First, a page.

How Long Until China Controls Cuba?

How Long Until China Controls Cuba?
Chinese Navy ship Type 054A frigate 548 Yiyang moors at the port of Havana on Nov. 10, 2015. (Yamil Lage/AFP via Getty Images)
John Mac Ghlionn
China’s Belt and Road Initiative (BRI) has hidden risks. It’s a debt trap. Not to mention a data trap.
The dangers of the BRI have been well documented by many authors, myself included. Nevertheless, 142 countries around the world have signed up to the dangerous initiative.

In December 2021, Cuba became the latest country to sign up. Will the Latin American nation come to regret this decision?

On Dec. 26, Global Times, a mouthpiece of the Chinese Communist Party (CCP), published a piece discussing the ways in which China and Cuba will work together on projects such as infrastructure, technology, culture, education, tourism, energy, communications and biotechnology," which, we're assured, "are in line with Cuba's development plans for the short and long term.”

Not only is the CCP planning to reshape Cuba’s infrastructural landscape, it's planning to reshape the minds of the masses. What have culture, education, and communications got to do with the BRI—an initiative ostensibly designed to promote the construction of bridges, buildings, and roads?

Employees work in an oil rig operated by Cuba and China, in eastern Havana in this undated photo. (Adalberto Roque/AFP/Getty Images)
Employees work in an oil rig operated by Cuba and China, in eastern Havana in this undated photo. (Adalberto Roque/AFP/Getty Images)
When a country signs a deal with China, it gives the CCP carte blanche to reshape that country in its own image. This includes the construction of buildings—but also includes the construction of ideologies.

Controlling the Cuban People

On July 11 of last year, anti-government protests took place in towns and cities throughout Cuba. The protests—which were fueled by a lack of access to basic provisions (including food and healthcare)—turned violent, leaving several people injured. At least 140 Cubans were detained or were disappeared.

Protesters used social media to highlight the brutality of the Cuban regime and the manner in which people were being beaten and bullied. Some protesters called on the U.S. government to intervene.

U.S. Senator Marco Rubio took to Twitter to voice his concerns. He wrote, “Expect the regime in #Cuba to block internet & cell phone service soon to prevent videos about what is happening to get out to the world." He then added, "By the way, they use a system made, sold & installed by #China to control and block access to the internet in #Cuba.”

Rubio’s final point—concerning China’s ability to manipulate the internet in Cuba—is a particularly interesting one, not to mention a particularly worrying one.

Soon after Rubio posted his comments on Twitter, internet outages occurred across Cuba, preventing innocent people from sharing further evidence of government-backed violence.

As authors at The Diplomat have noted, “Chinese companies have played a key part in building Cuba’s telecommunications infrastructure, a system the regime uses to control its people, just as the Chinese Communist Party (CCP) does within its own borders.”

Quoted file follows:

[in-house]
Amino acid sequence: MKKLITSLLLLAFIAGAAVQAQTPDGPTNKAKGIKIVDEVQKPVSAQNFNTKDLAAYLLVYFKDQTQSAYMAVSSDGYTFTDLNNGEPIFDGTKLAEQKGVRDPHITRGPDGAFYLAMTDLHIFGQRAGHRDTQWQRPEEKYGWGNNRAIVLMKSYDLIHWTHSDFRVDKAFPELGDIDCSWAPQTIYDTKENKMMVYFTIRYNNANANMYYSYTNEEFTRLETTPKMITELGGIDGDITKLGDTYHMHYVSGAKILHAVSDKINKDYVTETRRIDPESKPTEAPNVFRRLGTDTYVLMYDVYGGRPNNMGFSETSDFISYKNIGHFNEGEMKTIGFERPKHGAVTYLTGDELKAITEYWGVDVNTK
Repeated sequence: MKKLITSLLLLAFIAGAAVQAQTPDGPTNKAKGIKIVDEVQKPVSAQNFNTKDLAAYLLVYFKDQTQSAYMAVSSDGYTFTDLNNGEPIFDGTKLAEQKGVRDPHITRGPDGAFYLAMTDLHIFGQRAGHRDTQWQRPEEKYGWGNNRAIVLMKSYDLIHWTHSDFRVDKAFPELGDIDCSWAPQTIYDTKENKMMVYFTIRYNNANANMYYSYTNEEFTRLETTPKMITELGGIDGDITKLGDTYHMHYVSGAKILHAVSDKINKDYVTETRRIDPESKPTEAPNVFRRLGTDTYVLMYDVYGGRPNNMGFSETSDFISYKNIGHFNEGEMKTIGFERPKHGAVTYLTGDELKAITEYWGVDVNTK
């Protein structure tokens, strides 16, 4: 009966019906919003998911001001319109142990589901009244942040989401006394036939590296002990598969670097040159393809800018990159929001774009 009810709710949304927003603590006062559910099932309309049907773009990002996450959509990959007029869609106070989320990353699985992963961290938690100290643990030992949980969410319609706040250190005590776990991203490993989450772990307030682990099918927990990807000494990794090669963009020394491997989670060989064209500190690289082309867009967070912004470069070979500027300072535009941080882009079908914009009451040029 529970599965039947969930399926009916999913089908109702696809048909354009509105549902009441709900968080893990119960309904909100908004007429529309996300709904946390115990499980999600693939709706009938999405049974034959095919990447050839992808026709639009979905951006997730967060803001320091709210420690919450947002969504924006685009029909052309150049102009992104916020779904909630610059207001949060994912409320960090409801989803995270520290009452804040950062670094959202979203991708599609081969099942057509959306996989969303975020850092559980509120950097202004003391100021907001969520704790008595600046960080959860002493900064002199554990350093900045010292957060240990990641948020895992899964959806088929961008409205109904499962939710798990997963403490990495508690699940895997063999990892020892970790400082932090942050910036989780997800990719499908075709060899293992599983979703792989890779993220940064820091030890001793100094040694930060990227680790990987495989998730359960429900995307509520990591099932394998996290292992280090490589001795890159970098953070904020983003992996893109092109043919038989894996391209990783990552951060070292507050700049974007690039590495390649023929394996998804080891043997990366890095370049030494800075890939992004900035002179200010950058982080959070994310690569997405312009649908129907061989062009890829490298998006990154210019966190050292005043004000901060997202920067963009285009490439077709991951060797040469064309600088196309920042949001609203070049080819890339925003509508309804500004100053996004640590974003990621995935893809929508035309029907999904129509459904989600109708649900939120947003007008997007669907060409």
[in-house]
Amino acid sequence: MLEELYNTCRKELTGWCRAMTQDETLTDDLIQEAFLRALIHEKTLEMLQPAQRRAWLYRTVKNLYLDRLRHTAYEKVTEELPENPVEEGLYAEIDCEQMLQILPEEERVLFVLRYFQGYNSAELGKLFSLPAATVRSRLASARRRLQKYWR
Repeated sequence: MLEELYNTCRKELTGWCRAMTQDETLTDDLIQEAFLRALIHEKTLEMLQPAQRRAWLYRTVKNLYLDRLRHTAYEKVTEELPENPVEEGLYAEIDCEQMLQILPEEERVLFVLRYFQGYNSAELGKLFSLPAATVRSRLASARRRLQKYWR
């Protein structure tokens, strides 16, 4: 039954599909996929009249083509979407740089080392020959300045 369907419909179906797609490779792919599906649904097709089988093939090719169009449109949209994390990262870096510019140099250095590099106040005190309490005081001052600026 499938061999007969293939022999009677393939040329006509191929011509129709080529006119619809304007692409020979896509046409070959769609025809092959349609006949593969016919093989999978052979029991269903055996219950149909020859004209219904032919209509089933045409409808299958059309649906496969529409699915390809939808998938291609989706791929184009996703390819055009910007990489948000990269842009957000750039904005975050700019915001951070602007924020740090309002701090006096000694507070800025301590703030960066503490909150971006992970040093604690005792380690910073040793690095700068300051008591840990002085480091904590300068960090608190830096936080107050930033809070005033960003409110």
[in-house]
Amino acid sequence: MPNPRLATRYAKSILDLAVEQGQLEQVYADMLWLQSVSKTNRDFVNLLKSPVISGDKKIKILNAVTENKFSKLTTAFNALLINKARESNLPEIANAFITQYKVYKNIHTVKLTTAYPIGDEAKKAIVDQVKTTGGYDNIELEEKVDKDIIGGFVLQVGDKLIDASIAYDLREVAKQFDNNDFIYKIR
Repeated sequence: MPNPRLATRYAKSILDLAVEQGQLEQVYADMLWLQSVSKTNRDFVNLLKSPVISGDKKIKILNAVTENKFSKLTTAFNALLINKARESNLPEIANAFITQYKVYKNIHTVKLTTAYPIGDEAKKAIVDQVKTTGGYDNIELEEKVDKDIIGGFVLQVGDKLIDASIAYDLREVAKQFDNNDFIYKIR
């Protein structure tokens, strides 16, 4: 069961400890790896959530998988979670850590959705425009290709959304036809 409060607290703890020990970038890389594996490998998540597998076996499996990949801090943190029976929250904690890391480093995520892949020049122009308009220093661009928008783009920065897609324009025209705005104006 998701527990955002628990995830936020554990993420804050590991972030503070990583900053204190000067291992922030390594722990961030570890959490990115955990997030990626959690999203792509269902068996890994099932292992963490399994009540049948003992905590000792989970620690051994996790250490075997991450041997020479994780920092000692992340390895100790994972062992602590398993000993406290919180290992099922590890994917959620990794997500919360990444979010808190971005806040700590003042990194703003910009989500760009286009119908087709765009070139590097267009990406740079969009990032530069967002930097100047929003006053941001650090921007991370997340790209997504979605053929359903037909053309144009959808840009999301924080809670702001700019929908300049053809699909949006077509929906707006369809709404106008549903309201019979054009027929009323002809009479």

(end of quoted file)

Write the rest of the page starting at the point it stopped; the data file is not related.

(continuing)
In December 2020, the Institute for War & Peace Reporting released a rather telling report. According to the authors, in Cuba, “only one company, the state-owned Etecsa, provides internet access. According to its own corporate magazine, Etecsa’s primary technology providers are three Chinese companies: Huawei, TP-Link, and ZTE.”

Three years before this particular report, the Open Observatory of Network Interference (OONI), a global community dedicated to combating internet censorship, “found traces of Chinese codes in both the surface and the interfaces used for access portals for wifi connections.”

"Ete[c]sa’s login portal,” we’re told, “appears to have been written by Chinese developers, since its source code contains comments written in Chinese. This indicates that Etecsa likely hired Chinese developers to implement the portal.”
Qurium, a Swedish nongovernmental organization dedicated to freedom of speech and internet security, published a report documenting the ways in which Huawei, China's telecom giant, played a significant role in blocking very specific content in Cuba. The authors detected the "fingerprints of Huawei’s eSight, a network management software for routers, switches and firewalls."

It’s important to stress that Qurium is an expert in digital forensics, meaning that its analysis—and warnings—are accurate.

It is abundantly clear that China’s involvement in Cuba goes far beyond the construction of various buildings and roads. CCP-backed businesses play an integral role in limiting what the Cuban people see and when they see it. For years, Beijing played a major role in silencing voices throughout the volatile nation. Now, the latest BRI agreement may very well prove to be the final nail in the Cuban coffin.

Will the Latin American nation regret signing a deal with the devil? It depends on who you ask. The tyrants in power will say no; everyday citizens, however, will say yes.

Views expressed in this article are opinions of the author and do not necessarily reflect the views of The Epoch Times.
John Mac Ghlionn is a researcher and essayist. He covers psychology and social relations, and has a keen interest in social dysfunction and media manipulation. His work has been published by the New York Post, The Sydney Morning Herald, Newsweek, National Review, and The Spectator US, among others.